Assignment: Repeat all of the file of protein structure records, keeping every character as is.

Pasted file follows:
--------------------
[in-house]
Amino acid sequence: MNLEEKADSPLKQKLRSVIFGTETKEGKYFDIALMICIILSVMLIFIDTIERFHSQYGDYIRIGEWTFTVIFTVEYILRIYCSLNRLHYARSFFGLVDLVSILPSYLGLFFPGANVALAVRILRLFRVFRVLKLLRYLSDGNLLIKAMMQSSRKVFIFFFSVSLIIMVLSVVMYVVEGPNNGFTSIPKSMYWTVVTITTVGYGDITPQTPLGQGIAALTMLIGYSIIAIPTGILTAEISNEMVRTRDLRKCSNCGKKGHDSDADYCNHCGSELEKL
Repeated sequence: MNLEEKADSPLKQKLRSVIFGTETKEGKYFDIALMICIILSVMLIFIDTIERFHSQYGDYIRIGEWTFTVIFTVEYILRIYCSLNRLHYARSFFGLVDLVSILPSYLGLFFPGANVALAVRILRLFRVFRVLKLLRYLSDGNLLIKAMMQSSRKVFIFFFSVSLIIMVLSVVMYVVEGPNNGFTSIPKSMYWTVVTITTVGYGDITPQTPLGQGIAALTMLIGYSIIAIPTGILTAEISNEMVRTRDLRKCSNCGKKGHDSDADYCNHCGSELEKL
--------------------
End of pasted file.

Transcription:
[in-house]
Amino acid sequence: MNLEEKADSPLKQKLRSVIFGTETKEGKYFDIALMICIILSVMLIFIDTIERFHSQYGDYIRIGEWTFTVIFTVEYILRIYCSLNRLHYARSFFGLVDLVSILPSYLGLFFPGANVALAVRILRLFRVFRVLKLLRYLSDGNLLIKAMMQSSRKVFIFFFSVSLIIMVLSVVMYVVEGPNNGFTSIPKSMYWTVVTITTVGYGDITPQTPLGQGIAALTMLIGYSIIAIPTGILTAEISNEMVRTRDLRKCSNCGKKGHDSDADYCNHCGSELEKL
Repeated sequence: MNLEEKADSPLKQKLRSVIFGTETKEGKYFDIALMICIILSVMLIFIDTIERFHSQYGDYIRIGEWTFTVIFTVEYILRIYCSLNRLHYARSFFGLVDLVSILPSYLGLFFPGANVALAVRILRLFRVFRVLKLLRYLSDGNLLIKAMMQSSRKVFIFFFSVSLIIMVLSVVMYVVEGPNNGFTSIPKSMYWTVVTITTVGYGDITPQTPLGQGIAALTMLIGYSIIAIPTGILTAEISNEMVRTRDLRKCSNCGKKGHDSDADYCNHCGSELEKL